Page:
Genital infections are a significant part of women’s health problems in developed and developing countries. The prevalence of genital infections in women varies between 37.4% and 74% (Tehrani, et al., 2011; Nadembega et al., 2017; Fang et al., 2007; Torondel et al., 2018). In Turkey, the prevalence of genital infections has been reported as 52-92% (Daşıkan et al., 2015; Cangöl & Tokuç 2013). Bacterial vaginosis with 40-50% and Candida and Trichomoniasis with 20-30% are the most common infections of the female genital tract (Cangöl & Tokuç 2013).
There are several reasons for the development of genital infections in women. The risk for the growth of genital infections increases because the urethra, anus, and vagina have an anatomical neighborhood. In addition, some personal and environmental factors may also be effective. Factors, such as low education level, multiple childbearing, vaginal douching, using pads, deficient and incorrect hand washing habits, not using appropriate underwear (cotton underwear), and ignoring hygiene during menstruation periods can be regarded as personal factors (Özkan & Kulakaç 2011; Çankaya & Ege 2014). Environmental risks can include the lack of healthy drinking and potable water, insufficient sewage, and necessary use of public toilets and bathrooms in crowded settings, such as workplaces, schools, hospitals, etc. (Daşıkan et al., 2015; Çankaya & Ege 2014).
Importance of genital infection in terms of women’s health 
The age period of 15-49 years, when a woman is sexually active, is a period when problems of reproductive health increase (Ilgaz, et al., 2015; Yeşilçiçek Çalık et al., 2020). Within the scope of reproductive health, one of the most common reasons for applying to the hospital is genital infections characterized by malodorous abnormal vaginal discharge accompanied by itching, burning, dysuria, and dyspareunia (Holloway 2010; Adıbelli et al., 2014; Kısa & Taşkın 2010). In the United States, ten million clinical applications per year are estimated to occur due to vaginal symptoms, such as discharge, itching, and malodor (Mashburn 2012). The prevalence of bacterial vaginosis in the United States is estimated at 21.2 million (29.2%) among women aged 14 to 49 years, according to a study using a national sample of women who participated in the National Health and Nutrition Examination Survey (NHANES; 2001-2004) (Koumans et al., 2007).
Genital infections may lead to problems, such as negative body image caused by increased vaginal symptoms. The fact that a woman feels herself unclean and unacceptable because of malodorous discharge and reduces/breaks up relations with her close circle also negatively influences her social life as well (Holloway 2010; Khan et al., 2009). As a result, while genital infections cause problems, such as social isolation, sexual problems, physical fatigue, reduced quality of life (QoL), and fear of infertility in women, they also lead to loss of time, economic loss, and loss of labor (Çankaya & Yılmaz, 2015; Khan et al., 2009; Bilardi et al., 2013). This common problem is generally not considered a disease and is not considered by women with low socio-economic and cultural status. Even though women sometimes consider the condition a disease, they treat themselves instead of receiving medical treatment because they are hesitant to have their genitals examined or think they are being stigmatized by their circle (Taşkın 2016). But because genital infections go untreated, they affect a woman’s fertility and can also lead to pelvic inflammatory disease and even genital cancer. When assessing women’s health, identifying and eliminating risk factors for genital infections is critical to promoting women’s health (Sinanet al., 2019).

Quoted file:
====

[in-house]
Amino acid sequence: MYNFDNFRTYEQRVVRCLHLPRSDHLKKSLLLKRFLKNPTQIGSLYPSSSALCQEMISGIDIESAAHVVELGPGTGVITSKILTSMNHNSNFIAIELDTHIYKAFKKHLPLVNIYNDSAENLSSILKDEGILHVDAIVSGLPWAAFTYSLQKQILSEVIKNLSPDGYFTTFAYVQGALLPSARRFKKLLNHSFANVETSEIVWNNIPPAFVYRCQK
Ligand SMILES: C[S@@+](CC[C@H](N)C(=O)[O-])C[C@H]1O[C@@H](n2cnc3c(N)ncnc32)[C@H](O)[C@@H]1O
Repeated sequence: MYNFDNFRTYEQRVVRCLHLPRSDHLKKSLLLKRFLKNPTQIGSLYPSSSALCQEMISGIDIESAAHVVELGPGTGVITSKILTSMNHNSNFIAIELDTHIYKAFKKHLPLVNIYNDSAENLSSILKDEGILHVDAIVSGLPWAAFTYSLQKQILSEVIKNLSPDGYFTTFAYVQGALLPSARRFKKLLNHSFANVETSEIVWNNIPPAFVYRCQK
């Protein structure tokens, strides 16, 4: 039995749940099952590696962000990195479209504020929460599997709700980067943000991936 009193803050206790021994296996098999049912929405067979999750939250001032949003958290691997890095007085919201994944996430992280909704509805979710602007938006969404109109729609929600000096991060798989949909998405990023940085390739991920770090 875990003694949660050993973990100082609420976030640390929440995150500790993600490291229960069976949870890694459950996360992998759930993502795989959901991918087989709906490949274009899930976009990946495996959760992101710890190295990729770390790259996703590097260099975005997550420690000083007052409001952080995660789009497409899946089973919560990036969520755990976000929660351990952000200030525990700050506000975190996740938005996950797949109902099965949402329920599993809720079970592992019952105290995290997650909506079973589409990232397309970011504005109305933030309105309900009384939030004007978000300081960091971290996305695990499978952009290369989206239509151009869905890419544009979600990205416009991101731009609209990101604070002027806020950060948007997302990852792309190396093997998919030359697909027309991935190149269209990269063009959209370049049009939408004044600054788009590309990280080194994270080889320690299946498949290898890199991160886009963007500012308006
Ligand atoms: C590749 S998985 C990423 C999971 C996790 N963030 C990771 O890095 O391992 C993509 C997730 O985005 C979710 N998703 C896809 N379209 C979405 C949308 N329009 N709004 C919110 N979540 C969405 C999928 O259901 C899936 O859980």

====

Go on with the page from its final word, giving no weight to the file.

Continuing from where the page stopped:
Ways to prevent genital infections 
Today, it is important to avoid disease and protect and maintain health rather than treat disorders. Primary and secondary prevention is important for disease prevention. Primary prevention is identifying risk factors, taking preventative measures against these risks, and developing healthy behaviors. In the area of primary prevention, it is more important for nurses to conduct a thorough risk assessment for genital infections and provide counseling and reproductive health education services for women. Secondary prevention includes early diagnosis and treatment (Sinan, et al., 2019). In this regard, the goal is to prevent the progression of lower genital infections to the upper genitals, support treatment, ensure gynecological control, prevent complications, and protect healthy individuals from possible infections (Sinan, et al., 2019; Erbil et al., 2013).
The Importance of Genital Hygiene Behaviors regarding Women’s Health
Among personal hygiene behaviors, genital hygiene has special importance. To prevent genital infections, women should be provided with genital health knowledge and taught proper genital hygiene behaviors (Çankaya & Ege 2014; Sinan, et al., 2019). Genital hygiene is done by taking hygienic measures to maintain the physical health of the genital organs. Among the health behaviors of the female genitalia in the reproductive years are measures that include removing the remnants of urine, feces, and menstruation from the area (Erbil et al., 2013; Dalbudak & Bilgili 2013).